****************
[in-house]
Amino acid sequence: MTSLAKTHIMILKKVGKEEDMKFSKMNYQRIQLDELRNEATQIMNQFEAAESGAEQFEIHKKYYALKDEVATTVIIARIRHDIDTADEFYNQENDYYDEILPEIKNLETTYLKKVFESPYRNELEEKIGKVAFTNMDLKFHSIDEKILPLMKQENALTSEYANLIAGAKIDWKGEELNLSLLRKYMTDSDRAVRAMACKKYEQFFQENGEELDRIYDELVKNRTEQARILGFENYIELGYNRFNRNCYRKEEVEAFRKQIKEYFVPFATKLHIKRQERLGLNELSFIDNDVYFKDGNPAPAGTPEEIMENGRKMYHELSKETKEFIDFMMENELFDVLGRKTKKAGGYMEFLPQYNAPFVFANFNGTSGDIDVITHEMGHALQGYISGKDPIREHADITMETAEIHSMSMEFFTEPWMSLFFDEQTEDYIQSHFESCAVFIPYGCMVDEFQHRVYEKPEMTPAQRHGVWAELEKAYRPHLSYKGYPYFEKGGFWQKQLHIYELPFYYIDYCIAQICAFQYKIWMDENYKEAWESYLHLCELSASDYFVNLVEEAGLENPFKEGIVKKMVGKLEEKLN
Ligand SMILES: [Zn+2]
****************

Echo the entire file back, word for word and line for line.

[in-house]
Amino acid sequence: MTSLAKTHIMILKKVGKEEDMKFSKMNYQRIQLDELRNEATQIMNQFEAAESGAEQFEIHKKYYALKDEVATTVIIARIRHDIDTADEFYNQENDYYDEILPEIKNLETTYLKKVFESPYRNELEEKIGKVAFTNMDLKFHSIDEKILPLMKQENALTSEYANLIAGAKIDWKGEELNLSLLRKYMTDSDRAVRAMACKKYEQFFQENGEELDRIYDELVKNRTEQARILGFENYIELGYNRFNRNCYRKEEVEAFRKQIKEYFVPFATKLHIKRQERLGLNELSFIDNDVYFKDGNPAPAGTPEEIMENGRKMYHELSKETKEFIDFMMENELFDVLGRKTKKAGGYMEFLPQYNAPFVFANFNGTSGDIDVITHEMGHALQGYISGKDPIREHADITMETAEIHSMSMEFFTEPWMSLFFDEQTEDYIQSHFESCAVFIPYGCMVDEFQHRVYEKPEMTPAQRHGVWAELEKAYRPHLSYKGYPYFEKGGFWQKQLHIYELPFYYIDYCIAQICAFQYKIWMDENYKEAWESYLHLCELSASDYFVNLVEEAGLENPFKEGIVKKMVGKLEEKLN
Ligand SMILES: [Zn+2]